Everything You Think You Know About Wheat is Probably Wrong — Here’s Why.
You know how people say a “book changed there life”? Well, that happened to me with Wheat Belly by Dr. William Davis.
Wheat Belly taught me why I had to give up wheat to heal my inflammation—as well as prevent a very long list of health problems.
Most folks probably assume that “gluten-free” is just for people with celiac disease or wheat allergies.
That kind of thinking is not just wrong, but very, very wrong, according to Dr. Davis.
This book is a well-researched, informative, fascinating—and life-changing— read.
And it completely changed my perspective on wheat—to the point that I no longer miss my formerly favorite foods—toast, bagels, burgers, and pizza—now that I know what they do to my body.
Wheat Belly Lays Out the Unsavory Facts About Today’s Wheat
This description, from the book’s cover, sums up the book:
“In Wheat Belly, Davis exposes the truth about modern-day wheat, deconstructing its historical role in the human diet. No longer the sturdy staple our forebears ground into their daily bread, today’s wheat has been genetically altered to provide processed-food manufacturers the greatest yield at the lowest costs; consequently, this once benign grain has been transformed into a nutritionally bankrupt yet ubiquitous ingredient that causes blood sugar to spike more rapidly than eating pure table sugar and has addictive properties that cause us to ride a roller coaster of hunger, overeating, and fatigue.”
In the introduction, Dr. Davis goes on to argue that the world’s most popular grain is also “the world’s most destructive dietary ingredient.”
Indeed, his book makes a good case, outlining the many ways in which wheat destroys our bodies—through appetite over-stimulation, exaggerated blood sugar surges, increased glycation (which underlies disease and aging), damage to bones, over-activation of the immune response, and more.
I’ve read or heard rebuttals to this point of view, such as: “But our grandparents ate this food,” or “Other countries eat a lot of bread and pasta,” and my personal favorite, “If it was so bad for us, the U.S. government wouldn’t approve it for consumption.”
These assumptions are understandable, but misguided.
It’s Not Our Grandparents’ Wheat Anymore — From Amber Waves to Dwarf Stalks
For one thing, I learned from Dr. Davis that the wheat our grandparents ate is not the same wheat we consume today. It’s been significantly genetically modified by the food industry in several ways and for several reasons, most of which relate to corporate profit-making it possible to cheaply produce everything from crusty whole wheat bread to light-as-air croissants and pastries.
Here’s another excerpt from Wheat Belly:
“So why has this seemingly benign plant that sustained generations of humans suddenly turned on us? For one thing, it is not the same grain our forebears ground into their daily bread. Wheat naturally evolved to only a modest degree over the centuries, but it has changed dramatically in the past fifty years under the influence of agricultural scientists. Wheat strains have been hybridized, crossbred, and introgressed to make the wheat plant resistant to environmental conditions, such as drought, or pathogens, such as fungi. But most of all, genetic changes have been induced to increase yield per acre. The average yield on a modern North American farm is more than tenfold great than farms of a century ago. Such enormous strides in yield have required drastic changes in genetic code, including reducing the proud ‘amber waves of grain’ of yesteryear to the rigid, eighteen-inch-tall high-production ‘dwarf’ wheat of today. Such fundamental genetic changes, as you will see, have come at a price.”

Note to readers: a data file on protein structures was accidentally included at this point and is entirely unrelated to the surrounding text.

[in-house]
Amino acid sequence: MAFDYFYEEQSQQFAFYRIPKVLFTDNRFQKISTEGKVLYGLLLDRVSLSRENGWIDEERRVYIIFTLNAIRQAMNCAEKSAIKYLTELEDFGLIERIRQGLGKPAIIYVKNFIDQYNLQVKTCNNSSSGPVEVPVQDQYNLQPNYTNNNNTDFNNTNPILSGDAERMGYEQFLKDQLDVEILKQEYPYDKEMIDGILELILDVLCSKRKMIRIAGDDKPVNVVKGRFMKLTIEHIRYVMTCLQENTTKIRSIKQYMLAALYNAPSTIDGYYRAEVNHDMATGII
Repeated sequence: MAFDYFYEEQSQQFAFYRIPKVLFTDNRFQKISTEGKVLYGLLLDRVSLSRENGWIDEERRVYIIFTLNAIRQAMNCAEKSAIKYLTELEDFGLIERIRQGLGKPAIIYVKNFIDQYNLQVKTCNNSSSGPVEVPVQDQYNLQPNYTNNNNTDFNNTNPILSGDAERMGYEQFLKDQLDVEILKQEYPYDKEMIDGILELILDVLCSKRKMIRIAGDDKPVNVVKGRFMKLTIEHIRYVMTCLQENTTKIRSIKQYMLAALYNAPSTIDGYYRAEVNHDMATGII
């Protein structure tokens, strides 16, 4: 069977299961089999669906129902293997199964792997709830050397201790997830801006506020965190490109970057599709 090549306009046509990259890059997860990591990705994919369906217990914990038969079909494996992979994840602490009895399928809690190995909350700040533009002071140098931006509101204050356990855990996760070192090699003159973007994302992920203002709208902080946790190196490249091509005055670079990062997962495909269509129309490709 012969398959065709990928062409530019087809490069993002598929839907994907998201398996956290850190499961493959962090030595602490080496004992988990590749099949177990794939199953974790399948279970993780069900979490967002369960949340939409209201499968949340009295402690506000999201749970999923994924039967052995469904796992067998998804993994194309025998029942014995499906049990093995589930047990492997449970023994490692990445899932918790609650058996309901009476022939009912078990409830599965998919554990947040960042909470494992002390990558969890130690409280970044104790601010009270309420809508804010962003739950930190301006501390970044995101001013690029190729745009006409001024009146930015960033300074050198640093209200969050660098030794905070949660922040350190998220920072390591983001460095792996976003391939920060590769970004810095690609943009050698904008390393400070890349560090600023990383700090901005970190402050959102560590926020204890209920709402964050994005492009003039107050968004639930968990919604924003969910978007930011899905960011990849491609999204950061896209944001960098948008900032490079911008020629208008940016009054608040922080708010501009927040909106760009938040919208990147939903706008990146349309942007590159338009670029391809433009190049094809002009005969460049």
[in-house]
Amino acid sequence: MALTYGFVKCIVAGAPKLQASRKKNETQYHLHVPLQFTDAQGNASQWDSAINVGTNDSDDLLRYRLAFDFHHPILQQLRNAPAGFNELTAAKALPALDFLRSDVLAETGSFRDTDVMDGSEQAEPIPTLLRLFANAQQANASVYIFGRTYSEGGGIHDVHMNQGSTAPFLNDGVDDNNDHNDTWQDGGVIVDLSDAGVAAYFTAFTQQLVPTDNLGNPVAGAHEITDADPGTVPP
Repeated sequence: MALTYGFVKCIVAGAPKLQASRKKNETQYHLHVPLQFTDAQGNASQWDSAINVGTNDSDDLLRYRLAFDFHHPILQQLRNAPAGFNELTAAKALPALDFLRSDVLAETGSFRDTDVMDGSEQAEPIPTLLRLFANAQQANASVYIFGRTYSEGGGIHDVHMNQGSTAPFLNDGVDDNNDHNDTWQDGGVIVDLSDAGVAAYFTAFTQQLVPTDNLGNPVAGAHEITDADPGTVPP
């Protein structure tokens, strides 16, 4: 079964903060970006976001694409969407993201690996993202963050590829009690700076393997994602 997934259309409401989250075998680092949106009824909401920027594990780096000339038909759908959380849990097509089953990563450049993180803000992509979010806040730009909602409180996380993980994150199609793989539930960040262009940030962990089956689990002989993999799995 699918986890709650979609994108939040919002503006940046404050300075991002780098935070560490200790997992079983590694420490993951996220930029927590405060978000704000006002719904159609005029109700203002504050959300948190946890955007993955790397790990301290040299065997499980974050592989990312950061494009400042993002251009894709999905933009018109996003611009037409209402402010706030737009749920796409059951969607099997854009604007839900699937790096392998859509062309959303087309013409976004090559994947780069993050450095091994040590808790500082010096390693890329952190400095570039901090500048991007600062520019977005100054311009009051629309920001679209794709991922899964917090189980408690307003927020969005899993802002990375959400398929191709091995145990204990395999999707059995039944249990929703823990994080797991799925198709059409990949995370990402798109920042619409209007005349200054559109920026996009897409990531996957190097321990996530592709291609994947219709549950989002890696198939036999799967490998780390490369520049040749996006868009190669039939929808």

That price is our health.
Few countries eat as much wheat as we do in the U.S. For example, while Italians might enjoy their famous pasta on a regular basis, the rest of their diet has not traditionally been like ours. They eat less toast and cereal and more fruits and vegetables than we do on average. (Of course, as American influences induce new trends toward over-consumption, fast foods and the like, that may change. Perhaps they will join us at the top of the list of the fattest, most unhealthy nations.)
And, as mentioned already, the foods our grandparents are not the same foods we are consuming today.
How the Food Industrial Complex Used Wheat as a Way to Get Rich Quick
Even before it gets processed, today’s genetically modified wheat would be unfamiliar to the farmers of yesteryear.
Then factor in the chemicals from processing. In fact, many foods that our grandparents ate didn’t last very long on the shelf, without all the chemical preservatives that keep Twinkies looking fresh for years.
Finally, it would be nice if our government was watching out for our well being, and I’m sure that’s how it was once upon a time, but that is no longer the reality, I’m sorry to say.
Today, huge corporate food organizations like Monsanto and ConAgra are big political players, contributing heavily to various campaigns and political action groups.
It’s not chump change, either. I’m talking millions of dollars here. Every year.
The grain industry has been federally subsidized since the early 1900s.
Farmers are paid to overproduce a certain small number of crops, like wheat and corn.
This overabundance makes the grains cheap, and the lowered cost offers a marketing bonanza to food manufacturers. They buy up wheat and corn and soy in mass quantities to create mass market products—cereals, cookies, crackers, baked goods, frozen goods, and more—that form the backbone of the classic American diet.
Dr. Davis is not the only voice today speaking out against wheat. But he is one that everyone interested in understanding the destructive power of wheat needs to read in Wheat Belly.